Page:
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In this article I’m going to walk you through building a
WaveView with SwiftUI, allowing us to create beautiful waveform-like effects to bring your user interface to life.
While I’m sure you’re keen to get started programming immediately, please give me a few minutes to outline the goals of this course and explain why it’s different from other courses I’ve written.
Before you dive in to the first article in this course, I want to give you a brief overview of our goals, how the content is structured, as well as a rough idea of what you can expect to find.
Generics are one of the most powerful features of Swift, allowing us to write code once and reuse it in many ways. In this article we’ll explore how they work, why adding constraints actually helps us write more code, and how generics help solve one of the biggest problems in Swift.
It is my firm belief that every iOS app should be usable to everyone, and putting in the work to make your app function well no matter who is using it says a lot about the kind of developer you are.
In this article you’ll learn how memoization can dramatically boost the performance of slow functions, and how easy Swift makes it thanks to its generics and closures.
Anyone can write Swift code to fetch network data, but much harder is knowing how to write code to do it respectfully. In this article we’ll look at building a considerate network stack, taking into account the user’s connection, preferences, and more.
SwiftUI gives us a modifier to make simple shadows, but if you want something more advanced such as inner shadows or glows, you need to do extra work. In this article I’ll show you how to get both those effects and more in a customizable, flexible way.
Phantom types are a powerful way to give the Swift compiler extra information about our code so that it can stop us from making mistakes. In this article I’m going to explain how they work and why you’d want them, as well as providing lots of hands-on examples you can try.
Trees are an extraordinarily simple, extraordinarily useful data type, and in this article we’ll make a complete tree data type using Swift in just a few minutes. But rather than just stop there, we’re going to do something quite beautiful that I hope will blow your mind while teaching you something useful.
It’s not hard to make a basic property wrapper, but if you want one that automatically updates the
body property like
@State you need to do some extra work. In this article I’ll show you exactly how it’s done, as we build a property wrapper capable of reading and writing documents from our app’s container.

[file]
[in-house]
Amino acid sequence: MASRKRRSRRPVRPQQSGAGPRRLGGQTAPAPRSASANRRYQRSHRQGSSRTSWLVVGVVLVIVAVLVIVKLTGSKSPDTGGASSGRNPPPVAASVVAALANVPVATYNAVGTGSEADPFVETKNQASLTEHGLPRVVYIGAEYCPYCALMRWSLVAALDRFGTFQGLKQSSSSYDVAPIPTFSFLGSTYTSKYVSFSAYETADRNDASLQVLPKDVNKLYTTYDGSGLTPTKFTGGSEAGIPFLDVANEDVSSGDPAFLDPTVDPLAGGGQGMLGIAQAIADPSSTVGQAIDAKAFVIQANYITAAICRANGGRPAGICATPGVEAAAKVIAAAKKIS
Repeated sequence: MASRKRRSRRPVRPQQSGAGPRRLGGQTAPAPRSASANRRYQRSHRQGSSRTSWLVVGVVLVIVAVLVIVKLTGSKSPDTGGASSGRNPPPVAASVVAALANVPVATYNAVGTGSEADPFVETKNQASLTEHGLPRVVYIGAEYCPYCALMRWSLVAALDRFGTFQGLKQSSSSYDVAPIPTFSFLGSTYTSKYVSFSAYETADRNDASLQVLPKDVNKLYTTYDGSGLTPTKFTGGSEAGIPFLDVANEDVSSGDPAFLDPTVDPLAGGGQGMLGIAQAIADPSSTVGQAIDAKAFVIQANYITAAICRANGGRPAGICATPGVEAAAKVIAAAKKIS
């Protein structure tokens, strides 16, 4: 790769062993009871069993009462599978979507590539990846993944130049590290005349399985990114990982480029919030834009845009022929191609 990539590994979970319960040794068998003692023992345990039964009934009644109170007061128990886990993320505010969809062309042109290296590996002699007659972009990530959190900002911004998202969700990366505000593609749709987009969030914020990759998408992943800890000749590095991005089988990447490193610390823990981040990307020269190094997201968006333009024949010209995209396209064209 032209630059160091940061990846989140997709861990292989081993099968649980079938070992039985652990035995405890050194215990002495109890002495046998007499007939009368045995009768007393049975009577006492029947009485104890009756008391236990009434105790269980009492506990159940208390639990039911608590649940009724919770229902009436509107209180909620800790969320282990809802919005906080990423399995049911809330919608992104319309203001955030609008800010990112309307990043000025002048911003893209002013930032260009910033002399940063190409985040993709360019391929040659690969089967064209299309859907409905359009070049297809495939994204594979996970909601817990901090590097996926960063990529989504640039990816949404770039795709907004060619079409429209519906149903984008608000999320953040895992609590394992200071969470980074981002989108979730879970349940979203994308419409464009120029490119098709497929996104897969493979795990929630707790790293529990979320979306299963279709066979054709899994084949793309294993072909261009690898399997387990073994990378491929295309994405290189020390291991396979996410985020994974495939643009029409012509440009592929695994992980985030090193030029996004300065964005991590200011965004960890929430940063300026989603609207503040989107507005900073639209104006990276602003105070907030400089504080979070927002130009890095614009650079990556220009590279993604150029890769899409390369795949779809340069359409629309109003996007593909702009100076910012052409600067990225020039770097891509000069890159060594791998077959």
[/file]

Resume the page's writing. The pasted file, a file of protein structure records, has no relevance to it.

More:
Swift’s optionals are implemented as simple enums, with just a little compiler magic sprinkled around as syntactic sugar. However, they do much more than people realize, and in this article I’m going to demonstrate some of their power features that can really help you write better code – and blow your mind along the way.
In this part we’re going to look at an example solution to implement matched geometry animations in our Journeys app.
Checkpoint 2 of Swift for Complete Beginners asks you to print the number of items in a string array, then print the number of unique items. Let’s solve that now…
If you watch a flock of birds you’ll see it exhibits all sorts of complex behaviors as they swarm around in the air – they often stay together but not too close, they move in the same direction but also seem to change direction at the same time. In this article we will create flocking behavior in SwiftUI, using Craig Reynolds’ classic boids algorithm.
Checkpoint 8 of Swift for Complete Beginners asks you to design a protocol to represent a building, then create two structs conforming to it. Let’s solve that now…
At this point our main list view is almost done, but before we’re finished we’re going to add some icons, make landscape mode work better, and even fix a rather nasty deletion bug.
Instruments is a powerful tool for identifying performance problems, but in this article I’ll show you how to find code that slows down rendering in your app, causing slow scrolling, wasted CPU time, and more – all through the simulator.
Many coding problems are designed to perform the same operation on lots of data, and in fact they are so common Apple has a whole framework to make it better: Accelerate. In this video I’ll give you an introduction to Accelerate using practical examples so you can see just how easy it is.
In this part we’ll work through another task to help you try out labels in Journeys, then move on to explore scaled metrics and the beginnings of matched geometry effects.
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